Mundell: No indyref2 before 2021 Holyrood elections
Scottish Secretary David Mundell can see "no circumstances" under which an independence referendum could be held before the Holyrood elections in 2021.
Mr Mundell said it would be "unfair on the people of Scotland" to have another vote before a Brexit deal was done.
He said: "I couldn't be any clearer. People want it off the table."
He was speaking after SNP MP Tommy Sheppard urged Nicola Sturgeon to temporarily "park" the timetable for a second independence referendum.
Mr Sheppard told the Sunday Herald newspaper: "Amidst the current chaos in Westminster it seems certain that a hard Brexit is now off the table.
"The possibility of bespoke solutions for nations and regions is growing."
He added: "It follows, therefore, that it is now an option to wait until the Brexit negotiations conclude before forming a view on whether the extent of change justifies a second independence referendum as a result.
"This would mean that whilst a second referendum remains an option, the timetable gets parked."
On Saturday, former SNP justice secretary Kenny MacAskill also said the SNP should "abandon" its current push for a further independence referendum.
Ms Sturgeon has consistently said a referendum could be held either towards the end of next year or the spring of the following year.
Speaking on the BBC's Sunday Politics Scotland programme, Mr Mundell said: "It would be against the principles of the previous referendum to go ahead with an independence referendum until the Brexit process is played out. That remains the position.
"The people of Scotland sent Nicola Sturgeon and the SNP a very, very clear message in last week's general election - with the cataclysmic performance of the SNP compared to the 2015 general election. They want that threat of an independence referendum taken off the table.
"Nicola Sturgeon should not be in denial about that. She should wake up, smell the coffee and be absolutely clear with the people of Scotland, as now members of her own party are indicating, and take that threat off the table.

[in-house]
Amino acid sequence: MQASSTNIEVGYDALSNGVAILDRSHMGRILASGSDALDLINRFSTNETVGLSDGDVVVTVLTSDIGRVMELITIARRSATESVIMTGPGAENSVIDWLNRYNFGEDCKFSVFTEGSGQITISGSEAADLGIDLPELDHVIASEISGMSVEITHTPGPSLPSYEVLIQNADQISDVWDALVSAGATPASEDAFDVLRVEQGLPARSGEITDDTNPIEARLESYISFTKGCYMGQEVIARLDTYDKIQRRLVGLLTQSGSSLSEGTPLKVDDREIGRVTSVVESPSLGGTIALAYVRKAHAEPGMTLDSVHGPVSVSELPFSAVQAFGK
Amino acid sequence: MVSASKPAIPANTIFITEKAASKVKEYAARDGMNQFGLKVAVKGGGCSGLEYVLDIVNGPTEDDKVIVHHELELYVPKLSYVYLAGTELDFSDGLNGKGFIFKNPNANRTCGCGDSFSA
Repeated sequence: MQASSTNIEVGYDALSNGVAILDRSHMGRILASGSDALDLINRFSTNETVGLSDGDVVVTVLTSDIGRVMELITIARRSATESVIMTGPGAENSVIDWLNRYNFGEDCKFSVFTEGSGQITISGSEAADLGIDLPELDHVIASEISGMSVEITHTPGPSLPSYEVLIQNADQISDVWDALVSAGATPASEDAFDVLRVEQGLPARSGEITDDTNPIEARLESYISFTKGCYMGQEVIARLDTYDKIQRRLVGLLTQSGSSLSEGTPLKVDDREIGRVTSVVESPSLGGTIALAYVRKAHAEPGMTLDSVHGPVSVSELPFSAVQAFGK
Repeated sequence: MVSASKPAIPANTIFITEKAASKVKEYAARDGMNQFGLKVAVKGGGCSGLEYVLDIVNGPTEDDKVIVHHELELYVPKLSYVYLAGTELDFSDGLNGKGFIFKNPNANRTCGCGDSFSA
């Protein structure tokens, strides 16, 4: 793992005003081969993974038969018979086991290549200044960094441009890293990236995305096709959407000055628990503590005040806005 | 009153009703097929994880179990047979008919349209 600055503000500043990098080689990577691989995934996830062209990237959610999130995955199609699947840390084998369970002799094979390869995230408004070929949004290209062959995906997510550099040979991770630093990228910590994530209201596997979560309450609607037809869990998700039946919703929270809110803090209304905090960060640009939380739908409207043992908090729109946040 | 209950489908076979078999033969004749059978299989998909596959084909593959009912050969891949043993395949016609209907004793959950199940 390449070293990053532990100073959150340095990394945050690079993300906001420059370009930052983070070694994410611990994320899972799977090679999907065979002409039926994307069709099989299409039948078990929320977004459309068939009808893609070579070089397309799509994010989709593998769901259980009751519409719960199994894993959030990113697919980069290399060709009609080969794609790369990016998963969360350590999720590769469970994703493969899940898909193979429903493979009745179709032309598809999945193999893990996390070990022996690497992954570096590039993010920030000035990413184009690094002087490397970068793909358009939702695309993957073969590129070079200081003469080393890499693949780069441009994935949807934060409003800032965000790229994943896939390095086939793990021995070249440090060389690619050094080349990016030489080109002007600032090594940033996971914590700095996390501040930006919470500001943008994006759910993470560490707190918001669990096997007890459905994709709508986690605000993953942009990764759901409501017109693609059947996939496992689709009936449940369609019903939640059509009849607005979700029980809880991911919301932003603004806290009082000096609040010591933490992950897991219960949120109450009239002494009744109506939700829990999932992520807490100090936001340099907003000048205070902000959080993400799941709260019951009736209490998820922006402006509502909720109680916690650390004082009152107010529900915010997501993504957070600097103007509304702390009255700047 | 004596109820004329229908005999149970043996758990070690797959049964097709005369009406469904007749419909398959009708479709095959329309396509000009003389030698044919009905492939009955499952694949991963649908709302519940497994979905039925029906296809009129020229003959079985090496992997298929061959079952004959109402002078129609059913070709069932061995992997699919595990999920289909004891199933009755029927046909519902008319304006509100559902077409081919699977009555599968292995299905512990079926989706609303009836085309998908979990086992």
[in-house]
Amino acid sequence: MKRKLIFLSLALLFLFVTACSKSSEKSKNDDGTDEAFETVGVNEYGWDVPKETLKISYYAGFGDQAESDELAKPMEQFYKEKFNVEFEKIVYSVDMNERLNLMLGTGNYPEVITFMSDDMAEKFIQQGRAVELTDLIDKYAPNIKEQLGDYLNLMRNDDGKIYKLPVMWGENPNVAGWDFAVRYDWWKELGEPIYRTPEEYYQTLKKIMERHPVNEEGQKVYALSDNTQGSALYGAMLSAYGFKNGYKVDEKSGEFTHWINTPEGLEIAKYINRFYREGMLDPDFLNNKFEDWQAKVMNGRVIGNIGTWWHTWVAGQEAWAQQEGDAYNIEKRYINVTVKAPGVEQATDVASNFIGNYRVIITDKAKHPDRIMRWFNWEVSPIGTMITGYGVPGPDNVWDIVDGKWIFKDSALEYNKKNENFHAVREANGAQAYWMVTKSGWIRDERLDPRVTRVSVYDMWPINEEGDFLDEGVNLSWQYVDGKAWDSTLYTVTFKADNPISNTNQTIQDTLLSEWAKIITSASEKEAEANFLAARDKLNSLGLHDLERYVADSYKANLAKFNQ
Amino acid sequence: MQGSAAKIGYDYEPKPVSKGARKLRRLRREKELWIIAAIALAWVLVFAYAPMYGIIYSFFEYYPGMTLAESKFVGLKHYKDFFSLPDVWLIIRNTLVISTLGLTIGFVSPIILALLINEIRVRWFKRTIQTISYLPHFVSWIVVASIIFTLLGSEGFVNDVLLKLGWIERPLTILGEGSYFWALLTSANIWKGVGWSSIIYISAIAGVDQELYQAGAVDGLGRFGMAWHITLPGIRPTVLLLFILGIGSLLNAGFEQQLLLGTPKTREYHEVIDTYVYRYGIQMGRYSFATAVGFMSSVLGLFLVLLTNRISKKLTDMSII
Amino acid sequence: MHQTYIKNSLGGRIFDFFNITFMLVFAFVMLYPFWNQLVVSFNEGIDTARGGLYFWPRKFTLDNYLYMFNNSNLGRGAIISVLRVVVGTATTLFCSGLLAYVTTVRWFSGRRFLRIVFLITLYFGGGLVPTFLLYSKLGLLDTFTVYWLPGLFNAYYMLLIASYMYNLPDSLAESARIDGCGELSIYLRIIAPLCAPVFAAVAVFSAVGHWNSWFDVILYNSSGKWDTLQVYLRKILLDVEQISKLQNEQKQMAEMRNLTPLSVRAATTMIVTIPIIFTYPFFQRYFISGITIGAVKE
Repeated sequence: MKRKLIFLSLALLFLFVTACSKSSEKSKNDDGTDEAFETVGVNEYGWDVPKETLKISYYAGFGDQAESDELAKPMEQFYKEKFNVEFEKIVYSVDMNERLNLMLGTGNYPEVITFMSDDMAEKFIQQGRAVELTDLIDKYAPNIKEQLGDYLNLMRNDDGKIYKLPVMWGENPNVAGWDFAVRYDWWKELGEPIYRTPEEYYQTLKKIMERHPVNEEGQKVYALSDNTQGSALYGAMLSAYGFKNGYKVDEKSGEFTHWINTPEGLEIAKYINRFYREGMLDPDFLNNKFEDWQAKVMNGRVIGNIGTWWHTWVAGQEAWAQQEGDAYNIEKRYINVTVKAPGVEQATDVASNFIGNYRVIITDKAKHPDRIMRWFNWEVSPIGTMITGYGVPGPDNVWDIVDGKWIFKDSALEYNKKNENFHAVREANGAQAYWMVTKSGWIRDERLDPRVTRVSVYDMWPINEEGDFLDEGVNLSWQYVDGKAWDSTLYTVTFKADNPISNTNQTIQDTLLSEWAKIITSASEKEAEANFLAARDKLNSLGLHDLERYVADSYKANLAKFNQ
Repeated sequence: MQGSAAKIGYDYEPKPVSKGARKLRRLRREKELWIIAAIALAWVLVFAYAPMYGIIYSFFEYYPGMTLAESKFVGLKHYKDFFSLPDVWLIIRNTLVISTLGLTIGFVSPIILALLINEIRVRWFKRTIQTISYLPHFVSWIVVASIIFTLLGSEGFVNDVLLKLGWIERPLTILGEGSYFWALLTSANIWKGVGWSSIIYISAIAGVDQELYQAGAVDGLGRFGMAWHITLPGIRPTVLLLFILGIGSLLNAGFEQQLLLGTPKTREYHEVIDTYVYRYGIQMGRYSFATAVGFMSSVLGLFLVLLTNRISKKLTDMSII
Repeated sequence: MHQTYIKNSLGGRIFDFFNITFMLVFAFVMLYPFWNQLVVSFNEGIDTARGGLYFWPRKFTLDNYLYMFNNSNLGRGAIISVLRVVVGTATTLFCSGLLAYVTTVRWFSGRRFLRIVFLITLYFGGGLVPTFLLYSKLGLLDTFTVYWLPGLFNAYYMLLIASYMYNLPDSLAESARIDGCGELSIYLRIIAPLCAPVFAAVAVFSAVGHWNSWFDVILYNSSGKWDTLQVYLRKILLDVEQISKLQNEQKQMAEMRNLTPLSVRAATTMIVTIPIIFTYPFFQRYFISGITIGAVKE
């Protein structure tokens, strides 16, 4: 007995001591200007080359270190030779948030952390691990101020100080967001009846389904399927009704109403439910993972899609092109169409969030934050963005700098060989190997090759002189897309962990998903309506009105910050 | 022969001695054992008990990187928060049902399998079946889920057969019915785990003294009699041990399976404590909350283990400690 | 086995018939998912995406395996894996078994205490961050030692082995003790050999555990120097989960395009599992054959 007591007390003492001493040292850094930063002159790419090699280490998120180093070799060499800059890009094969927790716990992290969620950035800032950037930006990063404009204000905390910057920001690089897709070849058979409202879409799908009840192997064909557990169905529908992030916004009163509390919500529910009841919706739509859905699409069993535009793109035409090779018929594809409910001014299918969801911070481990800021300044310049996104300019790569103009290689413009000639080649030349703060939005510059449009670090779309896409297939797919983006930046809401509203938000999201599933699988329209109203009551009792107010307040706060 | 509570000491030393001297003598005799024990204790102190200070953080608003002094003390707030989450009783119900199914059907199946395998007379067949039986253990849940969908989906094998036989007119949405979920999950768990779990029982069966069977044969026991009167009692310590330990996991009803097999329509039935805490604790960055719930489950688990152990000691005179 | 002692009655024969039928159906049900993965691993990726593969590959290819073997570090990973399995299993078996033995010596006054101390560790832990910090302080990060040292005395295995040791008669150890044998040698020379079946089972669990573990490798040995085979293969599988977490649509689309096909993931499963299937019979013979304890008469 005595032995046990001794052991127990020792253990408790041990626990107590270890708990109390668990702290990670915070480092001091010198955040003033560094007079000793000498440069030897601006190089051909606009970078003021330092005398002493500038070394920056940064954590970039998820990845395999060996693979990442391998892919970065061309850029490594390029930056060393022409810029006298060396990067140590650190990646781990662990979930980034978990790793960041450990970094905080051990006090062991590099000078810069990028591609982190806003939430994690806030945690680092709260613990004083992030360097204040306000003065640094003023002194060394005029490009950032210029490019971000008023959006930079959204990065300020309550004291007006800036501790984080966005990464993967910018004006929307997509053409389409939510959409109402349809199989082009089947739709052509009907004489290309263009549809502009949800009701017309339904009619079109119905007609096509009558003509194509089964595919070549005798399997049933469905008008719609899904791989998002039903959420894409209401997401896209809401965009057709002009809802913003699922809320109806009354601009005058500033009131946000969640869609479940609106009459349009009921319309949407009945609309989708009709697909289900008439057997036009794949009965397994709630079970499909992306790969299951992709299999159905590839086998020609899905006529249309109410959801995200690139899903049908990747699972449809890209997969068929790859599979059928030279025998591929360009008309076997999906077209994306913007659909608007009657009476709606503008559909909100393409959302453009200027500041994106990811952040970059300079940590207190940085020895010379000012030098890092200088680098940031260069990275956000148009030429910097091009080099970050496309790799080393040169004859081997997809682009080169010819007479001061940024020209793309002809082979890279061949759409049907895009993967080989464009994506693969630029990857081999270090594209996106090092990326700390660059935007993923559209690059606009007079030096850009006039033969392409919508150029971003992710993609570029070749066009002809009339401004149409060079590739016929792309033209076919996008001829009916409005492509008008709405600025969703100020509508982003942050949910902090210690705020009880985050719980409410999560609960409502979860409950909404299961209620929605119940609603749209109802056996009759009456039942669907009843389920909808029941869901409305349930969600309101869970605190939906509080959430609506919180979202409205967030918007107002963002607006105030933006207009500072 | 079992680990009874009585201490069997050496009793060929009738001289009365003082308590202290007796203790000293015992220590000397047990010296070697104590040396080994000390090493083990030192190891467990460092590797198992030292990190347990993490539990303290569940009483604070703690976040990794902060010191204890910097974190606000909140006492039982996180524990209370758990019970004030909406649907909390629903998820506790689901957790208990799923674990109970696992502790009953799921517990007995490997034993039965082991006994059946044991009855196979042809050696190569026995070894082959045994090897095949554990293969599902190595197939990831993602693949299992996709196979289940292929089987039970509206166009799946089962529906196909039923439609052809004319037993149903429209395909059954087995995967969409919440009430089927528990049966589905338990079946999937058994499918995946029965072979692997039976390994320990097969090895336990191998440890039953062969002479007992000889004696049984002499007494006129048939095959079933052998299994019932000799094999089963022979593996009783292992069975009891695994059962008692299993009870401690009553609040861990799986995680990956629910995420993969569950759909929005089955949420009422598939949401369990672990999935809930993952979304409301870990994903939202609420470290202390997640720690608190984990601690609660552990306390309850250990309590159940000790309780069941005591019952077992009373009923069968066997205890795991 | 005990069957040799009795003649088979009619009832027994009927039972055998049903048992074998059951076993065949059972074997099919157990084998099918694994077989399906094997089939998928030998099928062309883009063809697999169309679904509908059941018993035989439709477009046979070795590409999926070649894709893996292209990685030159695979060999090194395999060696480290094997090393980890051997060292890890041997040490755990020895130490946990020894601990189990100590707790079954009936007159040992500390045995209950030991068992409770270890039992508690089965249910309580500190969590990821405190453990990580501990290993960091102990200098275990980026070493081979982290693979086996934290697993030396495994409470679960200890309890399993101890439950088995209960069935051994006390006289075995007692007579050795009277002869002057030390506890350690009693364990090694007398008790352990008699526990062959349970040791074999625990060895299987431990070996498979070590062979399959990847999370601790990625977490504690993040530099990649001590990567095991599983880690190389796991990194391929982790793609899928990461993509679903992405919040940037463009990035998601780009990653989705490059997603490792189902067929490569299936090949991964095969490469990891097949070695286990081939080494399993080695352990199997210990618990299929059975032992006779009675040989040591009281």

"I don't see any circumstances in which there is going to be an independence referendum before the 2021 Scottish Parliament elections."
Mr Mundell said the onus was on Ms Sturgeon to rule out an impeding referendum to ensure Scotland and the UK get the "best possible" Brexit deal.
He said: "She is the person who put the issue on the table three hours after the Brexit result was declared.
"She is the person who had the grand event at Bute House declaring that she was going to have another referendum.
"She is the person who had the vanity photograph taken of herself signing a letter to the prime minister demanding a referendum.
"It's quite simple - she takes it off the table, we stop speaking about it, everybody gets on with what is the really important job now for Scotland of getting the best possible deal for Scotland and the rest of the UK in the Brexit negotiations."
Scottish Labour election campaign manager James Kelly said calls for Ms Sturgeon to ditch plans for a second referendum were now "deafening".
The SNP's deputy leader John Swinney told the BBC programme it was always the party's proposal to only consider a referendum after Brexit negotiations.
He said: "The prime minister has told us it's [the government] two years away from the triggering of Article 50 and that's been the clear commitment given by the UK government and we set our proposals on the basis of that commitment."
Ms Sturgeon has conceded the issue of a second independence referendum was a factor after her party lost 21 of its 56 Westminster seats in the general election, and vowed to "reflect on the result".
She said she would "carefully consider what is best for all of Scotland" and not just what is best for her party.
Ms Sturgeon has also called for all parties and nations to be included in the Brexit process.
The SNP leader said she would use her leverage as Scotland's largest party to call for the UK to remain in the single market and customs union
On the BBC programme Mr Mundell also insisted any extra funding given to Northern Ireland as part of a deal between the Conservatives and the DUP should adhere to Barnett formula rules.
That would mean any wealth being distributed across the UK.
He said: "I certainly won't support funding which is deliberately sought to subvert the Barnett rules.
"We have clear rules about funding of different parts of the United Kingdom. If the funding falls within Barnett consequentials, it should come to Scotland."